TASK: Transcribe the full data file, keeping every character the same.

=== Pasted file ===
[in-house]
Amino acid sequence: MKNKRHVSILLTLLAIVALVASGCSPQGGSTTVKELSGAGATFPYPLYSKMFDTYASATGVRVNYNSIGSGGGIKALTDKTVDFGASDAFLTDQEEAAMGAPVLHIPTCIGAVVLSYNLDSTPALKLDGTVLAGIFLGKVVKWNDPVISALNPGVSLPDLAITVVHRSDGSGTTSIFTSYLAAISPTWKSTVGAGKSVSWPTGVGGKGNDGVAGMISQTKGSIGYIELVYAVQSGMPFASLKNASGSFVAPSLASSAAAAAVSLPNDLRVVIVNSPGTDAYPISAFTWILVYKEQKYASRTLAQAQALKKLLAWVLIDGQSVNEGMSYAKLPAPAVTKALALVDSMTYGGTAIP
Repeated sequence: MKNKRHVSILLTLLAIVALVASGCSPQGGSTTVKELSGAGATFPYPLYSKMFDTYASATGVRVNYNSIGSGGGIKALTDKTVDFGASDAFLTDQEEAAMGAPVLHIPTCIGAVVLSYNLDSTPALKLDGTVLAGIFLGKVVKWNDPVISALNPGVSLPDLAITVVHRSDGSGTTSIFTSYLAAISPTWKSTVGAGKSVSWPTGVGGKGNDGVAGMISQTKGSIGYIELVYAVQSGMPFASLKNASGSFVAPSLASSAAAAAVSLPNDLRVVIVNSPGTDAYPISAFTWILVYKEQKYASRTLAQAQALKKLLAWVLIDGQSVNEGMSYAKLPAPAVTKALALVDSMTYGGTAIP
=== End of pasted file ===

[in-house]
Amino acid sequence: MKNKRHVSILLTLLAIVALVASGCSPQGGSTTVKELSGAGATFPYPLYSKMFDTYASATGVRVNYNSIGSGGGIKALTDKTVDFGASDAFLTDQEEAAMGAPVLHIPTCIGAVVLSYNLDSTPALKLDGTVLAGIFLGKVVKWNDPVISALNPGVSLPDLAITVVHRSDGSGTTSIFTSYLAAISPTWKSTVGAGKSVSWPTGVGGKGNDGVAGMISQTKGSIGYIELVYAVQSGMPFASLKNASGSFVAPSLASSAAAAAVSLPNDLRVVIVNSPGTDAYPISAFTWILVYKEQKYASRTLAQAQALKKLLAWVLIDGQSVNEGMSYAKLPAPAVTKALALVDSMTYGGTAIP
Repeated sequence: MKNKRHVSILLTLLAIVALVASGCSPQGGSTTVKELSGAGATFPYPLYSKMFDTYASATGVRVNYNSIGSGGGIKALTDKTVDFGASDAFLTDQEEAAMGAPVLHIPTCIGAVVLSYNLDSTPALKLDGTVLAGIFLGKVVKWNDPVISALNPGVSLPDLAITVVHRSDGSGTTSIFTSYLAAISPTWKSTVGAGKSVSWPTGVGGKGNDGVAGMISQTKGSIGYIELVYAVQSGMPFASLKNASGSFVAPSLASSAAAAAVSLPNDLRVVIVNSPGTDAYPISAFTWILVYKEQKYASRTLAQAQALKKLLAWVLIDGQSVNEGMSYAKLPAPAVTKALALVDSMTYGGTAIP